“We have received bitter news, the legendary George Blake is gone,” Ivanov said.
George Blake began his career in the UK’s MI6 in 1944, but decided to work for the Soviet Union after the brutal US bombing of North Korean towns and villages that he witnessed during the Korean War, as he later recalled. Blake volunteered to work for Soviet intelligence while in captivity in Pyongyang after he was captured by the North Korean People's Army in Seoul in 1950, where he was posted to the British Legation two years before.
After the Korean Armistice Agreement was signed in 1953, Blake returned to the UK and continued his work, but now as a double agent.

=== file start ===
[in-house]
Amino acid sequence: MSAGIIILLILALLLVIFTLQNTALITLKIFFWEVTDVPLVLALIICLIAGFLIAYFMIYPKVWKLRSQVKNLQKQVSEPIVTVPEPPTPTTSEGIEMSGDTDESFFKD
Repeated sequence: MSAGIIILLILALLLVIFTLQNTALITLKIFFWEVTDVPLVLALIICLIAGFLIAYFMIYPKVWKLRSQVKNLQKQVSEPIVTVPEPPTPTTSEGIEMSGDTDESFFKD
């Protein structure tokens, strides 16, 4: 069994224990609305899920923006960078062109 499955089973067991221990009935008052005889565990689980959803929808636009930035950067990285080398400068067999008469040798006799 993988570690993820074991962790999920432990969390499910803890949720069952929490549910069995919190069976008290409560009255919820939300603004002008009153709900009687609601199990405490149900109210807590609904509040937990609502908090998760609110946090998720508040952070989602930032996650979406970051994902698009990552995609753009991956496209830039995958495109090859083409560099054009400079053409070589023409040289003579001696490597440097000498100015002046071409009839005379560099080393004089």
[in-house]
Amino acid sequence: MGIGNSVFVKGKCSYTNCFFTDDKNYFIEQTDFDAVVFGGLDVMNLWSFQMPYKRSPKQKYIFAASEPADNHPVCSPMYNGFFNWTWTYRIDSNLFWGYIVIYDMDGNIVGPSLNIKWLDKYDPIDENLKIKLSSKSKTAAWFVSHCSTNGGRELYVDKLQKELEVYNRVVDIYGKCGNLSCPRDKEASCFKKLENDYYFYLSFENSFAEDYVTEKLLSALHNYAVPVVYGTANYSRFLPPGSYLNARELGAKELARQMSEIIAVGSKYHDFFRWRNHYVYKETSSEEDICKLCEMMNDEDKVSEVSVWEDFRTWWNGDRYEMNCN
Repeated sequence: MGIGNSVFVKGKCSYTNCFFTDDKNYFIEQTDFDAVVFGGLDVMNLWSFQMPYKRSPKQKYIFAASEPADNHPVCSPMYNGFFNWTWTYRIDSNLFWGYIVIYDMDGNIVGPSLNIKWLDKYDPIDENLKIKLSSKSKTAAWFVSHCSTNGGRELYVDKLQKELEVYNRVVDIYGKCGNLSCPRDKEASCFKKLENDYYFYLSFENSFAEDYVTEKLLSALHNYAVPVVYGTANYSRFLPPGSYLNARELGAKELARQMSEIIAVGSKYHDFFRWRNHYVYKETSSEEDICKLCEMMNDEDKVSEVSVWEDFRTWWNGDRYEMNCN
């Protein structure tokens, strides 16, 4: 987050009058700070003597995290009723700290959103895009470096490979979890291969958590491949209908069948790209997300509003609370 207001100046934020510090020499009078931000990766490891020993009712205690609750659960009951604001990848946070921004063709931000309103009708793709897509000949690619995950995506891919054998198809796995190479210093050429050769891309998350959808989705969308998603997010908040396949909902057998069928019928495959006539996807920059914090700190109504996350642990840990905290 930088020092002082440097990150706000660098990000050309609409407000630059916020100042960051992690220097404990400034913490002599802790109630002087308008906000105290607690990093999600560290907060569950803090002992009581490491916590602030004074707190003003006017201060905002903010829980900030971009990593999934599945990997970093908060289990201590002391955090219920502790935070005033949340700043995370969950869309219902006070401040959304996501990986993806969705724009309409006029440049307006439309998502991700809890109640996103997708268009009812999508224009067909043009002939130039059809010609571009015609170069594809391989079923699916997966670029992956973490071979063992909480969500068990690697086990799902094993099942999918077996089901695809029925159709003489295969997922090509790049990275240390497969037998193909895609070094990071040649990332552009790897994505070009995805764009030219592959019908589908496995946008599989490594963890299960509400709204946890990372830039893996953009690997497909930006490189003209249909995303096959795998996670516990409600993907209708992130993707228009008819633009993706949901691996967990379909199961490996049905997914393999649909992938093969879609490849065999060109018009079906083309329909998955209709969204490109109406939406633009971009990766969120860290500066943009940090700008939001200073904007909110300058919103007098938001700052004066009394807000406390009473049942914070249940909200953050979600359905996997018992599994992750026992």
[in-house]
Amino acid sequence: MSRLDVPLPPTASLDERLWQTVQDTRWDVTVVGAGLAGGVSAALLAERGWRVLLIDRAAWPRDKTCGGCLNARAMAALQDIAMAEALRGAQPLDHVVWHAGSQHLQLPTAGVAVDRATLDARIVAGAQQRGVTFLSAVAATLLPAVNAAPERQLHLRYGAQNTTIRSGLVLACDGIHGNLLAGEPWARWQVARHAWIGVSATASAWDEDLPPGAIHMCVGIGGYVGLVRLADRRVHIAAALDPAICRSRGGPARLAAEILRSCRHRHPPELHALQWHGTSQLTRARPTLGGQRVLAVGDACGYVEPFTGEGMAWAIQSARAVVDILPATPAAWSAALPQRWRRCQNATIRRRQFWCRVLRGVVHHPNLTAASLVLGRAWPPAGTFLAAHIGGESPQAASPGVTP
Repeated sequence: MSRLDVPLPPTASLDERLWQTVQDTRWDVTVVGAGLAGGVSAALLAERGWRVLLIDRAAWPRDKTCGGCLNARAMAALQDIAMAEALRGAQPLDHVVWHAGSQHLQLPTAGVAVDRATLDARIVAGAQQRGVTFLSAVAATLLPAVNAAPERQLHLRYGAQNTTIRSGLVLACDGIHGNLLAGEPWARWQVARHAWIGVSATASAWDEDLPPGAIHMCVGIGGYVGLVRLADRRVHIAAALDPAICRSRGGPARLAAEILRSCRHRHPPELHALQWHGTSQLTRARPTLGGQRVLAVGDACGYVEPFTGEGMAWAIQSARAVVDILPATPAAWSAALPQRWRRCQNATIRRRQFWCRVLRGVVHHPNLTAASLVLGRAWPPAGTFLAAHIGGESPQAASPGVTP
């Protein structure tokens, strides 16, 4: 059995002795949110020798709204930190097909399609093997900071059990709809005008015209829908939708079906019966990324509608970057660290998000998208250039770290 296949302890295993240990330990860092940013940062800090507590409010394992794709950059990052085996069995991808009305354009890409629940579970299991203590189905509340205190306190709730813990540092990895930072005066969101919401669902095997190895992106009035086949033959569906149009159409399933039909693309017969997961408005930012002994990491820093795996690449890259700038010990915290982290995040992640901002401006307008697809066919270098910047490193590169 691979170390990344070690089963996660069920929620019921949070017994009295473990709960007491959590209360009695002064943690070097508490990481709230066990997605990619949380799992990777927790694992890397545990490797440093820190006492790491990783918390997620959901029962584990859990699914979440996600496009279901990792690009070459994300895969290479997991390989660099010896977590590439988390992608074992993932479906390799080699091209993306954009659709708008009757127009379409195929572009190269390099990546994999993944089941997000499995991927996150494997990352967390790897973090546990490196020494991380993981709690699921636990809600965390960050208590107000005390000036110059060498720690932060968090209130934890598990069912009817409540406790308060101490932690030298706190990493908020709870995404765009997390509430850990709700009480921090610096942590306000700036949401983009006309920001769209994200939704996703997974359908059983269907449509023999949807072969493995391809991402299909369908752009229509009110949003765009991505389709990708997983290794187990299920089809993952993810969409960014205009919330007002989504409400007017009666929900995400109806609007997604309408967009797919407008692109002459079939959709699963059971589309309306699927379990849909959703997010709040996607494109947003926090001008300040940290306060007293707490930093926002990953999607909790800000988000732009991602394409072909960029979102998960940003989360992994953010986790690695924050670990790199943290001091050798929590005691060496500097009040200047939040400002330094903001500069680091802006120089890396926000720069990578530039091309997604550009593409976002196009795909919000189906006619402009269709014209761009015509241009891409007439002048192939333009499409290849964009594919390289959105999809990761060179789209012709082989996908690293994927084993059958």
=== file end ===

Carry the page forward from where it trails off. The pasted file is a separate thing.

Blake provided the USSR with intelligence reviews from the British Defence Ministry and information on the degree of awareness of the UK and US about Soviet military secrets. In 1955, thanks to info received from Blake, the KGB conducted a successful operation leading to the discovery of a secret tunnel that had been dug by the British and American intelligence services from West to East Berlin and which was being used to tap Soviet military telephone lines.
He was uncovered by a Polish defector in 1961 and sentenced by a British court to 42 years in prison. In 1966, however, he was able to escape from the Wormwood Scrubs Prison in London and fled to Berlin via France. In Berlin, he travelled from the West to the East in a wooden box attached to the undercarriage of a car. He ultimately wound up in Russia, where he lived ever since.